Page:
This is an area of strong development internationally. Several research groups at the AU contribute actively. Scientists study air Microbiology and atmospheric chemistry by using planes or drones in air layers that are significantly higher than those that can be reached from the ground. The reason for this interest is that researchers will explain the transport, transformation and effects of particles (e.g. soot or bacteria) on climate and environment in the air above, e.g. Villum Research Station in north Greenland.
Due to the increasing temperature of the Earth, there is an increased need for us to describe the context of the air also high in the atmosphere, as trace elements also contribute to the greenhouse. In addition, we will examine how far pathogenic bacteria can be transported.
Therefore, planes or drones must carry measuring devices and test equipment up to 5 km altitude. As a general rule, you cannot just put lab equipment in a plane, because of the Weight. In addition, neither small planes nor drones have sockets for equipment that requires 230 VAC. Therefore, new appliances need to be developed that weigh less and require less power. The development is done in cooperation with international partners.
For the microbiologists, the first breakthrough was already barely 10 years ago when it was possible to connect the air-water mixing unit of a vacuum cleaner to an aircraft's air intake, without using the vacuum cleaner engine. The plane's forward-looking movement pushed the air through the water and the result was the world's first DNA-based bacterial characterization (read more here) using A small plane. This measurement method produces samples that are analysed in the laboratory after landing.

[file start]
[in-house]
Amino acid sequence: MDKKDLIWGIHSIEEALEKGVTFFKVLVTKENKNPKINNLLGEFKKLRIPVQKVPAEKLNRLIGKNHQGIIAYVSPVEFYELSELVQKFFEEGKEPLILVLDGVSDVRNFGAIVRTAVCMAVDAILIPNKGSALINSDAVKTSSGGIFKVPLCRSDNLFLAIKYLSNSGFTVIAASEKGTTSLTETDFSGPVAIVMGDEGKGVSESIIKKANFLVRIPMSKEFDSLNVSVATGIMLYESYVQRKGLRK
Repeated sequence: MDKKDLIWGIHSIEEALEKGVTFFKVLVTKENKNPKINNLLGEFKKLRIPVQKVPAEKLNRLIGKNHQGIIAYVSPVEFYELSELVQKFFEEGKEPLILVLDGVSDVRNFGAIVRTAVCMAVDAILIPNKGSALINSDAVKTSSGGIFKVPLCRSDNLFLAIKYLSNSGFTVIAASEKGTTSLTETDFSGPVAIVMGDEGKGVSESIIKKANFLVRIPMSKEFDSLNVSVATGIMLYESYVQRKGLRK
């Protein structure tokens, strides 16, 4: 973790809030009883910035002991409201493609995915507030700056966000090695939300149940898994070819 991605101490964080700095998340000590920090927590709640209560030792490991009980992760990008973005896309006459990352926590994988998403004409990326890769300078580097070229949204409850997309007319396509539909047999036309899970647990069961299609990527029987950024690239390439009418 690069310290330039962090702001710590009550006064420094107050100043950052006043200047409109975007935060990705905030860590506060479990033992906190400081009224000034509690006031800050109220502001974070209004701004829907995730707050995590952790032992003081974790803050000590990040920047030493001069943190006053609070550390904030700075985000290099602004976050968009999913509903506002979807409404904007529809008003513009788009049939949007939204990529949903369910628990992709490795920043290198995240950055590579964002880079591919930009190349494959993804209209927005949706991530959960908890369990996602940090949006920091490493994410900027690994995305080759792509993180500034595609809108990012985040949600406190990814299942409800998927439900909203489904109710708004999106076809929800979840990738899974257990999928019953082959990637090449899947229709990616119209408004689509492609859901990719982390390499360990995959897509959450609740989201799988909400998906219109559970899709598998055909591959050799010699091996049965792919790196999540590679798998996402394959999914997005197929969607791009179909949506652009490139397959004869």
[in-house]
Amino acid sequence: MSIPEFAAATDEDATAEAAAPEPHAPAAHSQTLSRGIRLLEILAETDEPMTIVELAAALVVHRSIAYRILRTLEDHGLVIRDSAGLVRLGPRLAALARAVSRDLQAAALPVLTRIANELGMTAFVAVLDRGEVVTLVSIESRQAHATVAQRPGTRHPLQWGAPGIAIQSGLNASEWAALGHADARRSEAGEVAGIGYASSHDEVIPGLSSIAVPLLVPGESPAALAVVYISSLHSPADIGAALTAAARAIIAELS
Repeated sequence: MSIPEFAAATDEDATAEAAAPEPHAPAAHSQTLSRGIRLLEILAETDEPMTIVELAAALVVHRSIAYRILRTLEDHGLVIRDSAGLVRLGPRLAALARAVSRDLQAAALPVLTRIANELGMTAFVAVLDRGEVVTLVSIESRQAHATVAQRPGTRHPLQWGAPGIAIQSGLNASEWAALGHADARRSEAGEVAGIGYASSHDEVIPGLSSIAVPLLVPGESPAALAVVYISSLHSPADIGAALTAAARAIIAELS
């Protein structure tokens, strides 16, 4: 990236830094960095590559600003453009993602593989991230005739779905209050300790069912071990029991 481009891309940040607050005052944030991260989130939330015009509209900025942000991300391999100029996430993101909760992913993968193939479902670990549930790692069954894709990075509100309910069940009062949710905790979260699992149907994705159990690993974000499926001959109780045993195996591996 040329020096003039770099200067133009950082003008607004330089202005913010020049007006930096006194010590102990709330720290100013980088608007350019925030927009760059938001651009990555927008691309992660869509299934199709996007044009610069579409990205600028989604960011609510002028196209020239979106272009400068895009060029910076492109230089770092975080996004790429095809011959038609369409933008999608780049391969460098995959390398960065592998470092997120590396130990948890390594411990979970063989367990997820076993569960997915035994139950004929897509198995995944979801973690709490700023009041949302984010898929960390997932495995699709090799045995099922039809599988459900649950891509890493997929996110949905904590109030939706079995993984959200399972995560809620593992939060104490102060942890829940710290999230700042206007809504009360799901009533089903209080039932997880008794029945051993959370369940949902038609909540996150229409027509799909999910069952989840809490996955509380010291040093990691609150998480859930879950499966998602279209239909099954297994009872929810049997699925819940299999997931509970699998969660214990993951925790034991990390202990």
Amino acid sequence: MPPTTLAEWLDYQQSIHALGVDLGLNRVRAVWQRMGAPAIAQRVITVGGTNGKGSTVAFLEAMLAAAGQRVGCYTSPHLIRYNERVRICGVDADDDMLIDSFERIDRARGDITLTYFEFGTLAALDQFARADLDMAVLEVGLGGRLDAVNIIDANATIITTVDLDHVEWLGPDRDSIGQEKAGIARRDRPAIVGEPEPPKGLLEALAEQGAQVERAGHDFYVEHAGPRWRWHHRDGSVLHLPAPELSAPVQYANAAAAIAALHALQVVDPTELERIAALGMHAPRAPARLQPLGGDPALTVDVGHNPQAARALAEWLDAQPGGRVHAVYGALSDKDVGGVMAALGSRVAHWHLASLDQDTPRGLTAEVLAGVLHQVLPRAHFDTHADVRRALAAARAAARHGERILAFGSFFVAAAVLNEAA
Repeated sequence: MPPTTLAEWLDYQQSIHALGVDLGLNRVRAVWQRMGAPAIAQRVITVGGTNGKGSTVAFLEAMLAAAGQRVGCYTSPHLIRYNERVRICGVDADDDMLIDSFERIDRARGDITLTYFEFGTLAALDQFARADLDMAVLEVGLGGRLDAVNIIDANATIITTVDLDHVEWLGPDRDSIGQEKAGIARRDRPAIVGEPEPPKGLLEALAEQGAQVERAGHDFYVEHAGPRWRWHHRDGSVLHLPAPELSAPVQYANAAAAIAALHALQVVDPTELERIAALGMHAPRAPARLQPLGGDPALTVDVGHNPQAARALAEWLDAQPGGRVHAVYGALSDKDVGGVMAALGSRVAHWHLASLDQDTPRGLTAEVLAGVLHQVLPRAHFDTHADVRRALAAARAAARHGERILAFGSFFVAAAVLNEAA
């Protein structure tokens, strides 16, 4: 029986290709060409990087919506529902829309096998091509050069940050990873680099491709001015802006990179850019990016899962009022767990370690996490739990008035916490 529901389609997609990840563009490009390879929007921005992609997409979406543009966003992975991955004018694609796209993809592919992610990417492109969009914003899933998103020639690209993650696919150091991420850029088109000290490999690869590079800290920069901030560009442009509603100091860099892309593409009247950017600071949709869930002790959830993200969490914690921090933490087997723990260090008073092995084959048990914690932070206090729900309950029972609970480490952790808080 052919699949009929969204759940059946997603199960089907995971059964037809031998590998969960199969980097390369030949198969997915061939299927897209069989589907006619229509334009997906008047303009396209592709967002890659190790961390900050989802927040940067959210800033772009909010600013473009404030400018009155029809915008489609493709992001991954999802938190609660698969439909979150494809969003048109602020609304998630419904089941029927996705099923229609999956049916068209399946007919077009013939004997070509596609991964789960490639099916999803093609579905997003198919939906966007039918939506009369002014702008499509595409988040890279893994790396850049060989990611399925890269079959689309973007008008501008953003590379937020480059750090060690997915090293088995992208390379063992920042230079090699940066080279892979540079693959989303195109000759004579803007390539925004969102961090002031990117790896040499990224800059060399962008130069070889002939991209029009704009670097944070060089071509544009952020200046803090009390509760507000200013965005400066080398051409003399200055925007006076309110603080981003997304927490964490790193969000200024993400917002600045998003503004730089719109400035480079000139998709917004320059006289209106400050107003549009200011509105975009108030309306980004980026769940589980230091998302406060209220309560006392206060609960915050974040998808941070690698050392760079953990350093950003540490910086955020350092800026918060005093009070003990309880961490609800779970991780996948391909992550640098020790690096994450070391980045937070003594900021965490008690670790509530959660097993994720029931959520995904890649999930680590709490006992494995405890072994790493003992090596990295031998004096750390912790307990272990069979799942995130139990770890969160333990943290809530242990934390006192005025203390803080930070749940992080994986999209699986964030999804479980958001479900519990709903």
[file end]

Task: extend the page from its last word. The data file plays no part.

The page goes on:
The atmosphere Chemicians have acquired a large drone and equipped it with particle count and sod meter. This research drone measures the content of the air while it flies and sends the analysis results to the ground station so that the results can be assessed in the flight already.
We also work on a mini collector as microbiologists can use in drones. In the future, we will replace the collector with a sensor that continuously determines the bacterial content of the air, in order to also receive the results directly from the air and carry out several microbiological analyses during one flight.